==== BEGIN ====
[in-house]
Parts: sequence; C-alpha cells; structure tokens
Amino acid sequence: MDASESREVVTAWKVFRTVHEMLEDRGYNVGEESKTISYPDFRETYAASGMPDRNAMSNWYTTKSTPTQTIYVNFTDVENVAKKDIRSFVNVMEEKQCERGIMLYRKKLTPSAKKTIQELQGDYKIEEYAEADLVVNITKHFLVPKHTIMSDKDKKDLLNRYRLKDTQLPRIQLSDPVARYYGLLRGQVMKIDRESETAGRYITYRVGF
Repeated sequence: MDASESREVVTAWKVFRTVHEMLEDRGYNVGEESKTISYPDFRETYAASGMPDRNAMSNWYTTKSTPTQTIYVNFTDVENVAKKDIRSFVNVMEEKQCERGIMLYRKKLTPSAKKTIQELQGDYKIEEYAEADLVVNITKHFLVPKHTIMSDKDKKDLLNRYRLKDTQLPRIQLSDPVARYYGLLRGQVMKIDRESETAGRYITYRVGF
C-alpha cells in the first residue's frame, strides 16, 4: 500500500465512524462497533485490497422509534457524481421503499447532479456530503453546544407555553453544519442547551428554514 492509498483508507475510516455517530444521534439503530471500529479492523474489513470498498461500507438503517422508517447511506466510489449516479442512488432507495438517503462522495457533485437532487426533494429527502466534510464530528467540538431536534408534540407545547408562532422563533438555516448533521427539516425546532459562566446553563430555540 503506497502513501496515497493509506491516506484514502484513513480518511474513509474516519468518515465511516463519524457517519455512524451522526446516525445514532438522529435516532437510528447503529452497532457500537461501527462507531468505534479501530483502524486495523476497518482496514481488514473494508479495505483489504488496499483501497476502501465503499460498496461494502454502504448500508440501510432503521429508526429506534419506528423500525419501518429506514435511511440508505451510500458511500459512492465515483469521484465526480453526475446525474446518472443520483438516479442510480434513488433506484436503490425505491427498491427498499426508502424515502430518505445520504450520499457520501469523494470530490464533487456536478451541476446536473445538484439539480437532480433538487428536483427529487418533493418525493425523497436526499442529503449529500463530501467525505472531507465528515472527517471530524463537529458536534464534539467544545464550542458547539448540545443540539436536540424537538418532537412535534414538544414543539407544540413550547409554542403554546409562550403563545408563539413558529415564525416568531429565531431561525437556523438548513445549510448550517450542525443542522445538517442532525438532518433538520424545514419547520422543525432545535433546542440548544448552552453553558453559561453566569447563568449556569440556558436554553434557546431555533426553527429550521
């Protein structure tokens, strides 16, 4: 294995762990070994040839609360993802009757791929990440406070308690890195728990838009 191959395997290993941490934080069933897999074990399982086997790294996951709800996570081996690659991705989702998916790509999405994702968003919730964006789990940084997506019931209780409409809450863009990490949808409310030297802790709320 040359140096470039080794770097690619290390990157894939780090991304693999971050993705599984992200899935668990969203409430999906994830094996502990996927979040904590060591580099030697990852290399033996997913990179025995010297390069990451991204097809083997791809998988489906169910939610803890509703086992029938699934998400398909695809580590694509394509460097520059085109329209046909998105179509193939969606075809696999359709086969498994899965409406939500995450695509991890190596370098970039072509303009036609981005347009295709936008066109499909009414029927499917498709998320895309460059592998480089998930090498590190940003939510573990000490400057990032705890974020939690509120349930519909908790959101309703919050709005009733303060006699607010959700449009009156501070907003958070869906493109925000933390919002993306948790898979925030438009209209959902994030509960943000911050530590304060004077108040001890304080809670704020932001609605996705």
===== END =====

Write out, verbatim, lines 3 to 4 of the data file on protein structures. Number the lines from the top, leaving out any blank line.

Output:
Amino acid sequence: MDASESREVVTAWKVFRTVHEMLEDRGYNVGEESKTISYPDFRETYAASGMPDRNAMSNWYTTKSTPTQTIYVNFTDVENVAKKDIRSFVNVMEEKQCERGIMLYRKKLTPSAKKTIQELQGDYKIEEYAEADLVVNITKHFLVPKHTIMSDKDKKDLLNRYRLKDTQLPRIQLSDPVARYYGLLRGQVMKIDRESETAGRYITYRVGF
Repeated sequence: MDASESREVVTAWKVFRTVHEMLEDRGYNVGEESKTISYPDFRETYAASGMPDRNAMSNWYTTKSTPTQTIYVNFTDVENVAKKDIRSFVNVMEEKQCERGIMLYRKKLTPSAKKTIQELQGDYKIEEYAEADLVVNITKHFLVPKHTIMSDKDKKDLLNRYRLKDTQLPRIQLSDPVARYYGLLRGQVMKIDRESETAGRYITYRVGF